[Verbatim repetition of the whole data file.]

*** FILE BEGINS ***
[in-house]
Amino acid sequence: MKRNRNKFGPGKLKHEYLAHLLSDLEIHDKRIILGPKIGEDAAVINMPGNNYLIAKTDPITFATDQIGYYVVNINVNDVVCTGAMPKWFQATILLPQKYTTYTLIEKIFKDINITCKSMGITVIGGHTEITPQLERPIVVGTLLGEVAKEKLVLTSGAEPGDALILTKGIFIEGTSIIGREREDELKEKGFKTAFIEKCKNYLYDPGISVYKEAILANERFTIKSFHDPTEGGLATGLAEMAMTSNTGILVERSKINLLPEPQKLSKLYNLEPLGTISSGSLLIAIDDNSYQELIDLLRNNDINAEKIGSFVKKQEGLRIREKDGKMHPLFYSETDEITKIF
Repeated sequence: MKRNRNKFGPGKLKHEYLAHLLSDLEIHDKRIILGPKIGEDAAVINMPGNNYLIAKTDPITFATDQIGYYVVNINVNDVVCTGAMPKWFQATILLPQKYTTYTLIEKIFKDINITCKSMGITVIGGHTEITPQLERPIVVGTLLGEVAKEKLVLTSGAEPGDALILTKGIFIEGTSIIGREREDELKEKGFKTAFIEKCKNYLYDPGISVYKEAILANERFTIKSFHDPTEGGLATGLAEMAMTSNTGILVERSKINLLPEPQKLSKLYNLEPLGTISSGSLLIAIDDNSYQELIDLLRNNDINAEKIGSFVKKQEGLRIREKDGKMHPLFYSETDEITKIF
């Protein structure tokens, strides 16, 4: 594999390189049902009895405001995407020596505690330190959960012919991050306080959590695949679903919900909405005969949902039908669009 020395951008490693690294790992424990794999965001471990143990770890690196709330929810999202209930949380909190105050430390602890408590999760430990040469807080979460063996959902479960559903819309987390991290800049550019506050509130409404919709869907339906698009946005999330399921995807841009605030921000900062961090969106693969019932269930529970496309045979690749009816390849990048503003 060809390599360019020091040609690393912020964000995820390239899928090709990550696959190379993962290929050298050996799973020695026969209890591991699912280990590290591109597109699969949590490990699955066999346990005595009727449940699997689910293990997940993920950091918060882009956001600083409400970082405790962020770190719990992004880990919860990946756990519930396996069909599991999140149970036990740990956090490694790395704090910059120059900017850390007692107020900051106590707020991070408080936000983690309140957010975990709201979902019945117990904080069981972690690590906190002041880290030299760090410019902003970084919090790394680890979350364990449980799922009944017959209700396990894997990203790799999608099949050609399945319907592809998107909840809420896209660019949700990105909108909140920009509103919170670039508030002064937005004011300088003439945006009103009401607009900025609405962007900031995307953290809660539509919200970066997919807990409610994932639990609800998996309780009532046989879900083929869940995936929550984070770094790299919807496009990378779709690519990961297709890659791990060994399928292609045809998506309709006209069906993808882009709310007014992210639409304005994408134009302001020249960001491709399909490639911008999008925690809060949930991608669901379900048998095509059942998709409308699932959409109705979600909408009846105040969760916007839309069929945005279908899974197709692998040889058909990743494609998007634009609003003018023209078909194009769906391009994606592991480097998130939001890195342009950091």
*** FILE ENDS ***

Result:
[in-house]
Amino acid sequence: MKRNRNKFGPGKLKHEYLAHLLSDLEIHDKRIILGPKIGEDAAVINMPGNNYLIAKTDPITFATDQIGYYVVNINVNDVVCTGAMPKWFQATILLPQKYTTYTLIEKIFKDINITCKSMGITVIGGHTEITPQLERPIVVGTLLGEVAKEKLVLTSGAEPGDALILTKGIFIEGTSIIGREREDELKEKGFKTAFIEKCKNYLYDPGISVYKEAILANERFTIKSFHDPTEGGLATGLAEMAMTSNTGILVERSKINLLPEPQKLSKLYNLEPLGTISSGSLLIAIDDNSYQELIDLLRNNDINAEKIGSFVKKQEGLRIREKDGKMHPLFYSETDEITKIF
Repeated sequence: MKRNRNKFGPGKLKHEYLAHLLSDLEIHDKRIILGPKIGEDAAVINMPGNNYLIAKTDPITFATDQIGYYVVNINVNDVVCTGAMPKWFQATILLPQKYTTYTLIEKIFKDINITCKSMGITVIGGHTEITPQLERPIVVGTLLGEVAKEKLVLTSGAEPGDALILTKGIFIEGTSIIGREREDELKEKGFKTAFIEKCKNYLYDPGISVYKEAILANERFTIKSFHDPTEGGLATGLAEMAMTSNTGILVERSKINLLPEPQKLSKLYNLEPLGTISSGSLLIAIDDNSYQELIDLLRNNDINAEKIGSFVKKQEGLRIREKDGKMHPLFYSETDEITKIF
């Protein structure tokens, strides 16, 4: 594999390189049902009895405001995407020596505690330190959960012919991050306080959590695949679903919900909405005969949902039908669009 020395951008490693690294790992424990794999965001471990143990770890690196709330929810999202209930949380909190105050430390602890408590999760430990040469807080979460063996959902479960559903819309987390991290800049550019506050509130409404919709869907339906698009946005999330399921995807841009605030921000900062961090969106693969019932269930529970496309045979690749009816390849990048503003 060809390599360019020091040609690393912020964000995820390239899928090709990550696959190379993962290929050298050996799973020695026969209890591991699912280990590290591109597109699969949590490990699955066999346990005595009727449940699997689910293990997940993920950091918060882009956001600083409400970082405790962020770190719990992004880990919860990946756990519930396996069909599991999140149970036990740990956090490694790395704090910059120059900017850390007692107020900051106590707020991070408080936000983690309140957010975990709201979902019945117990904080069981972690690590906190002041880290030299760090410019902003970084919090790394680890979350364990449980799922009944017959209700396990894997990203790799999608099949050609399945319907592809998107909840809420896209660019949700990105909108909140920009509103919170670039508030002064937005004011300088003439945006009103009401607009900025609405962007900031995307953290809660539509919200970066997919807990409610994932639990609800998996309780009532046989879900083929869940995936929550984070770094790299919807496009990378779709690519990961297709890659791990060994399928292609045809998506309709006209069906993808882009709310007014992210639409304005994408134009302001020249960001491709399909490639911008999008925690809060949930991608669901379900048998095509059942998709409308699932959409109705979600909408009846105040969760916007839309069929945005279908899974197709692998040889058909990743494609998007634009609003003018023209078909194009769906391009994606592991480097998130939001890195342009950091």